Pashkov at the piano with classical favorites
By Michael Pearl
The extraordinary piano playing of multi-talented, Russian-born pianist Alexander Pashkov will be on display at two Pro Musica concerts on Saturday, February 15, at 5pm and Sunday, February 16, at 4pm, at St. Paul’s Church, calle Cardo 6. Note the earlier Sunday starting time. Pashkov has given several scintillating recitals for Pro Musica in recent seasons, which have been widely acclaimed, and his playing is being compared to that of Vladimir Horowitz.Pro Musica Concert Series Alexander Pashkov, piano Sat, Feb 15, 5pm Sun, Feb 16, 4pm St. Paul’s Church Calle Cardo 6 100/200/300 pesos
Perhaps this is because Pashkov’s playing is a finely balanced amalgam of his rigorous Russian academic training in St. Petersburg, combined with a spiritual connection to the music that can be seen in a trancelike expression of ecstasy on his face as he plays. There is no doubt that his performances are technically brilliant and utterly compelling, with an intensity of playing which sweeps up the audience in its all-encompassing, transcendental whirlwind and leaves it suspended in a space where one feels in the presence of the composer himself.
Pashkov, 40, grew up in a musical family; his father, Alexander Vasilevich Pashkov, was a pianist and teacher, and guided Pashkov junior’s early musical studies. At the age of 14 Pashkov entered the Rimsky-Korsakov Conservatory in his native St. Petersburg, where his teachers were the famed Professor Matygulin and the composer Nesterov. In 1992 he won the nomination of Young Talent of Russia in the inaugural Ippolitov-Ivanov competition in Moscow, graduating the following year as the Conservatory’s outstanding student. In 1995 he went on to win the prestigious Gartow Stiftung in Hamburg, with an additional special award for his performance of Chopin.
On Saturday, Pashkov will perform an outstanding program of epic piano works, including several favorite Mozart pieces; the Adagio in B minor, his Rondo KV 511, Fantasia KV 396 and Rondo 485. The Adagio is a passionate, soul-searching exploration of haunting emotions, whilst the two Rondos are lyrical and totally delicious. Fun, lightness and lyrical melodies characterize them, with one more elegiac, and the other with spicy segments whose key changes add a mysterious depth. Mozart gave his soul free reign in the Fantasia. It is as if he purposely wanted to buck all prior compositional concepts held by the public about his music. Spontaneous aspects of seemingly incongruous elements offer a musical language that is both strange and riveting.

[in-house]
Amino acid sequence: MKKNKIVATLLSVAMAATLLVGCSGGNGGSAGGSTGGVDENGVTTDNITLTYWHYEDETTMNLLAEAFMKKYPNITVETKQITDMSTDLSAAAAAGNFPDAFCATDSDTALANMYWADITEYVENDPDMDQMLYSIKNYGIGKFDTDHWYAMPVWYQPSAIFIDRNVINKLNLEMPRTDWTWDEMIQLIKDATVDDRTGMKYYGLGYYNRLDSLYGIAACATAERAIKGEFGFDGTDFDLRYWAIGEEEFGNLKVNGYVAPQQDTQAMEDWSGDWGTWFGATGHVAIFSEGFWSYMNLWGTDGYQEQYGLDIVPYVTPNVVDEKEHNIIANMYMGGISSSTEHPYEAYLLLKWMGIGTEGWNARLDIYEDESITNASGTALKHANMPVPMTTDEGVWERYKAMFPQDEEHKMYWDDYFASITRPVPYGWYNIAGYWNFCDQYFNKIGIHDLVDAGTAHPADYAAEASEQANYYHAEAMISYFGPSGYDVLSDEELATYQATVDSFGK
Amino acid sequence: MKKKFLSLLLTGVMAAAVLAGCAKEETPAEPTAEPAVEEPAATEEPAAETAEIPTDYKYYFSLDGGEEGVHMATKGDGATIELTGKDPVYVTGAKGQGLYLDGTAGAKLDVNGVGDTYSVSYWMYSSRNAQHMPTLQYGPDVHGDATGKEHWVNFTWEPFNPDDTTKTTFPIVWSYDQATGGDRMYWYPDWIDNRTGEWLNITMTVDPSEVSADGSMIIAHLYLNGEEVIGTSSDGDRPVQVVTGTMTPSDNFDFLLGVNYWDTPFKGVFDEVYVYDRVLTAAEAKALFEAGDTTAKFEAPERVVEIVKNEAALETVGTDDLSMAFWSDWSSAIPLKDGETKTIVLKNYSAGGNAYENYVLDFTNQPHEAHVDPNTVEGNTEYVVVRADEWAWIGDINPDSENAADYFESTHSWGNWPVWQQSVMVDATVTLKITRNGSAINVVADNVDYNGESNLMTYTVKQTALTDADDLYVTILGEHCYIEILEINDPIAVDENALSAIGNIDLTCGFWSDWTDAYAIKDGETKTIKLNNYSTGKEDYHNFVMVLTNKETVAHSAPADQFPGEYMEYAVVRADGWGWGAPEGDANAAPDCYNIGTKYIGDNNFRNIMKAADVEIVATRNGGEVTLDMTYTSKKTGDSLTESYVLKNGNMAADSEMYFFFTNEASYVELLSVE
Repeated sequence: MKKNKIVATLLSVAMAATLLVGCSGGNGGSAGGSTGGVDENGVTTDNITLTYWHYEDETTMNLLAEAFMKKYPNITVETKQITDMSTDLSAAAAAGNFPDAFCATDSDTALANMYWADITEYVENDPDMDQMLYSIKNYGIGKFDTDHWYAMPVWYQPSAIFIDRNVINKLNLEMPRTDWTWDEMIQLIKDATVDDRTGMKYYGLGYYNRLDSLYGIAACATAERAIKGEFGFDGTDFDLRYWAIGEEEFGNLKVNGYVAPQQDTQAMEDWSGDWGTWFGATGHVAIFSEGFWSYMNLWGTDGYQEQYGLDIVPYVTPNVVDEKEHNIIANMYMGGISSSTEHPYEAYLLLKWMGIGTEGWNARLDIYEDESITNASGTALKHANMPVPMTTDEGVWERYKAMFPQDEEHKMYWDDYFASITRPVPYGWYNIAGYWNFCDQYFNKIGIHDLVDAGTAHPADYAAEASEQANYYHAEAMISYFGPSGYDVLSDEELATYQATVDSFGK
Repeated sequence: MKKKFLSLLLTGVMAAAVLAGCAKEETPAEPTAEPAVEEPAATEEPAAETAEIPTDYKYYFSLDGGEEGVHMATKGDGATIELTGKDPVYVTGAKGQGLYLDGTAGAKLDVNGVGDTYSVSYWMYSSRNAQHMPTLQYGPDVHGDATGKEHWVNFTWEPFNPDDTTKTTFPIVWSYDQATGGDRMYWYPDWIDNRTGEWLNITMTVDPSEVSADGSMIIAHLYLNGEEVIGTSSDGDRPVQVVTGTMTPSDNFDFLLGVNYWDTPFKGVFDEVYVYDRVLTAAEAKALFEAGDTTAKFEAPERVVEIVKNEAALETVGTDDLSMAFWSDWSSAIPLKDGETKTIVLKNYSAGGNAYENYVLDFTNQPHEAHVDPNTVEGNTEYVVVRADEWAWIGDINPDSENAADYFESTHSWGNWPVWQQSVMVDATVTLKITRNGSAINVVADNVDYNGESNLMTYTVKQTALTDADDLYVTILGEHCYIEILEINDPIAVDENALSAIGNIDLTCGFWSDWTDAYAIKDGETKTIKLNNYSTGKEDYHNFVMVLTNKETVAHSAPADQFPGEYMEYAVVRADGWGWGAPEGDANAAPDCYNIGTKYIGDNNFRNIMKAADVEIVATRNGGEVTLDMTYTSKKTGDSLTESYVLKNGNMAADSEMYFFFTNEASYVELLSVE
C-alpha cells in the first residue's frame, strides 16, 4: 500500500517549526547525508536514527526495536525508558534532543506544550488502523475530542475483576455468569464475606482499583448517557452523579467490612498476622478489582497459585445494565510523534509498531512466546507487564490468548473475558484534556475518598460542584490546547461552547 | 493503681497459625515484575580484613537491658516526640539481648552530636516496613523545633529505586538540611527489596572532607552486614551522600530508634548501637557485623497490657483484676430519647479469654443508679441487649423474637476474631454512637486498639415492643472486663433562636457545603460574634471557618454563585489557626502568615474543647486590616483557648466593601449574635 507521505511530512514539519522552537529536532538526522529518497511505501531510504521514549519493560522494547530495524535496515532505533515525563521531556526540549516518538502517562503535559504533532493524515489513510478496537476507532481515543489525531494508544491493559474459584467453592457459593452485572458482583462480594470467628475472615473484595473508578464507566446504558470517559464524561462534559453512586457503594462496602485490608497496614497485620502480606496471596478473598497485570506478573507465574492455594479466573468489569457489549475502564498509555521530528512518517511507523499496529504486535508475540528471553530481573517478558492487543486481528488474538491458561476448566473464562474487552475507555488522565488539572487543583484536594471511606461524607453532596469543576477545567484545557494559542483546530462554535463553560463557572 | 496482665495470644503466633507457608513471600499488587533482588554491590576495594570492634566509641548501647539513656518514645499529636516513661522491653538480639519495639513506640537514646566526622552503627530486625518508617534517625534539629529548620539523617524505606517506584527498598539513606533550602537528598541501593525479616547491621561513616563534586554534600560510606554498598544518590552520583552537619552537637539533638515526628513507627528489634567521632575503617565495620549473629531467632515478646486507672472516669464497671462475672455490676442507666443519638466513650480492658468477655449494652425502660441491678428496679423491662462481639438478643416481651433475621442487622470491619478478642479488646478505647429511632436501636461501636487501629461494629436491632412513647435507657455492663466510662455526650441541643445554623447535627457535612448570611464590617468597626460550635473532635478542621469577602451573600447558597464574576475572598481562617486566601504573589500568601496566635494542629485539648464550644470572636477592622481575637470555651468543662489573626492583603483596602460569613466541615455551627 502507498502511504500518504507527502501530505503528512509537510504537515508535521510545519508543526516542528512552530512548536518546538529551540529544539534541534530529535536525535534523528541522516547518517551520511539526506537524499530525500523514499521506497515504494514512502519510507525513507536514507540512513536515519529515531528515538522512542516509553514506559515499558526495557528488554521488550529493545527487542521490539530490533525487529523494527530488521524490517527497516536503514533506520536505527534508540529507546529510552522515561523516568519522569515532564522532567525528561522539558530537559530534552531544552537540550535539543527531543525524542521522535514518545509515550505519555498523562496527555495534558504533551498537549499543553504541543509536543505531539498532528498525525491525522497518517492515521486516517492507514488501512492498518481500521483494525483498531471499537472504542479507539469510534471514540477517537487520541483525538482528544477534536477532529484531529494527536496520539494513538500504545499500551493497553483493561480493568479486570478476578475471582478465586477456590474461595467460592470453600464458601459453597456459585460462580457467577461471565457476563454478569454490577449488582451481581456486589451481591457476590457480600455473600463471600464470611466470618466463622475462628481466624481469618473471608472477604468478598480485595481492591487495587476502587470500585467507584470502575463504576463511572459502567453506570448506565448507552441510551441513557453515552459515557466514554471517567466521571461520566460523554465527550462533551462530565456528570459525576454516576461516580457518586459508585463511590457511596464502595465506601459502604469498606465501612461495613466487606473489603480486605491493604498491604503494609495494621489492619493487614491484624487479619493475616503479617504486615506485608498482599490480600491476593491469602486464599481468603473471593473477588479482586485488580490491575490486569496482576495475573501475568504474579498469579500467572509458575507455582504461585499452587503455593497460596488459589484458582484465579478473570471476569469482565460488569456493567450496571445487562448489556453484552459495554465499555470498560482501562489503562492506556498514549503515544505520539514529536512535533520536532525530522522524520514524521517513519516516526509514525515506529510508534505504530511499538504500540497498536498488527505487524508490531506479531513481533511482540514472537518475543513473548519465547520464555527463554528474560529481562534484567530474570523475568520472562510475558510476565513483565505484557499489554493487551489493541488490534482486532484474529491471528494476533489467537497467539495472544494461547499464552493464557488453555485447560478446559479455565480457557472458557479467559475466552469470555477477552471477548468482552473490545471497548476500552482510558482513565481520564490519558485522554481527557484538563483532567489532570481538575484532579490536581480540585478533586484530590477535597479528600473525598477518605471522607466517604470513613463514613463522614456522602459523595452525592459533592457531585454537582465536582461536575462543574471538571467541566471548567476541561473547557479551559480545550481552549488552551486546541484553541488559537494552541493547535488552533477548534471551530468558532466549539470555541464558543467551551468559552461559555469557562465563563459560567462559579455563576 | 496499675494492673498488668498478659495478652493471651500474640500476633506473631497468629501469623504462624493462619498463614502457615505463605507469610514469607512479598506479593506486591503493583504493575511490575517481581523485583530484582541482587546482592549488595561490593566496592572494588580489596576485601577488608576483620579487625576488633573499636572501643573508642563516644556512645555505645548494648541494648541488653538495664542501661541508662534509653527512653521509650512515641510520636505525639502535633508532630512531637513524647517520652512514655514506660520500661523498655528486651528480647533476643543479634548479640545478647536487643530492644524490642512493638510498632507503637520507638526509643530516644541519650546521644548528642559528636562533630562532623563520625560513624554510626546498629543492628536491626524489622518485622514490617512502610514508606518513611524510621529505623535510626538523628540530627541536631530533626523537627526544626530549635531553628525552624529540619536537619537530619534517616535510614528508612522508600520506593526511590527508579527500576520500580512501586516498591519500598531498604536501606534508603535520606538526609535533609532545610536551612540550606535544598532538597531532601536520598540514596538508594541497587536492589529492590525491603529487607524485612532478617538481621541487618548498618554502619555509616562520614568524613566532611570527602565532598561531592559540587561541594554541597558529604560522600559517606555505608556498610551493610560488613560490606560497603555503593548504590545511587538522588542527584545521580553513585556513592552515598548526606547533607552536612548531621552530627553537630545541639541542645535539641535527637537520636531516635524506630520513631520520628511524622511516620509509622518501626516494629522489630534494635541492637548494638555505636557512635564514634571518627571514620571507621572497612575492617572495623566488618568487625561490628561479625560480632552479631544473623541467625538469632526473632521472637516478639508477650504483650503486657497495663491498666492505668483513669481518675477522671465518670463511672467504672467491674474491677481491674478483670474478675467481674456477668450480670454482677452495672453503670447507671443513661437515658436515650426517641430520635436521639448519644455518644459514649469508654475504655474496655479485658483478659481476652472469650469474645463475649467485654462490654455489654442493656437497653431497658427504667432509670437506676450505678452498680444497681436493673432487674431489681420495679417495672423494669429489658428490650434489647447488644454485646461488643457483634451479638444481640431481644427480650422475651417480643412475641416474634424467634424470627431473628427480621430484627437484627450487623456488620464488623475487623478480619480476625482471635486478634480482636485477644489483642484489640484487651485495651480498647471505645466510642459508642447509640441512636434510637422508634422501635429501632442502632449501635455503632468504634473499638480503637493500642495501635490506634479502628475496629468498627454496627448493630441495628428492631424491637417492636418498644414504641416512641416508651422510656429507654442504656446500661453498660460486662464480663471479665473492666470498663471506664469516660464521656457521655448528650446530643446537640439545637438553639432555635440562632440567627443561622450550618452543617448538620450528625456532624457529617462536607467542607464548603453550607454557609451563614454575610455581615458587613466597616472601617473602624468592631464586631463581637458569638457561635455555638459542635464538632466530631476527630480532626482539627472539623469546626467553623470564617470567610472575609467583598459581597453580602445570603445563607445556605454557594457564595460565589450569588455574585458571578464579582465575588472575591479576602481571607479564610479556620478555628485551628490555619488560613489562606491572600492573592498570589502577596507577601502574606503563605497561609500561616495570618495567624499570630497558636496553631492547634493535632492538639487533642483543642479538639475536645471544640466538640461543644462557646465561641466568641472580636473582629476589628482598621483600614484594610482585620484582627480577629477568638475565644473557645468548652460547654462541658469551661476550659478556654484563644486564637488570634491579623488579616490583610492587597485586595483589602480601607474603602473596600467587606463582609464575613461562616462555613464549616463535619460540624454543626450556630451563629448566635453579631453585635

We will also hear Beethoven’s Variations and Fugue on the Eroica theme, and his Sonata No. 31, both works of great compositional brilliance, for which pianist virtuosity is needed to display them at their finest. These pieces collectively include variations, a potpourri of moods and rhythms, and in the case of the three-movement Sonata, almost three separate pieces in their own right.
On Sunday, Pashkov plays Chopin and Debussy, which will caress the air as the music offers a stunning mosaic of shifting harmonies and romantic stirrings. Four timeless works by Chopin, Poland’s most enduring composer, offer virtuosic applications of heavenly expressiveness. Starting with the Prelude, an international piano competition mainstay, this exquisite work culminates in an unforgettable, ecstatic finale. Three Chopin Waltzes follow—Op. 34 No. 1, Op. 69, No. 1, and Op. 64, No. 2. Vitality and crispness define Opus 34; sentiment spills lushly into the Opus 69, and the Opus 64 sports a Mazurka of varying tempo in a minor key.
Also on the program is Chopin’s reflective and playful Scherzo No. 4 and his brilliant Variations in B-flat major Op. 12, rich in dance-like rhythms, as well as the Rondo with intro, Op. 16. The program concludes with Debussy’s 12 Preludes, a sublime canon of work of inimitable beauty with a magical collage of stunning sound images. Each vignette is expressed by its title; such as “Serenade,” “Italian Hills,” “Puck” and “Delphi”; and no doubt Pashkov’s long, thin fingers will dance over the piano keys as he invokes the magic that Debussy created to weave a divine spell.
Tickets for the concerts, Saturday, 5pm and Sunday, 4pm, at 100, 200 and 300 pesos donation each, are available at St. Paul’s Church, calle Cardo 6, Monday to Friday, 10am to 4pm; as well as at La Tienda in La Biblioteca, Insurgentes 25; Solutions, Mesones 57; La Conexión, Aldama 3; daily until 2pm on Saturday, and at the door half an hour before the concert begins.
The quality of the music and opera Pro Musica brings to San Miguel, our unique Rhythm, Rhyme & Reason program, teaching music in underprivileged schools in the campo, and our work in the city’s orphanages, costs increasing amounts of money to provide. The best way to help us fund our activities is to become a Patron Member. Patron membership costs as little US$100 per year, is US tax deductible, and includes many benefits, such as complimentary concert tickets and Meet the Artists suppers and cocktail parties. For information on all of Pro Musica’s concerts for the 2013-2014 season and Patron Membership, please visit our website: promusicasma.com or email firstname.lastname@example.org.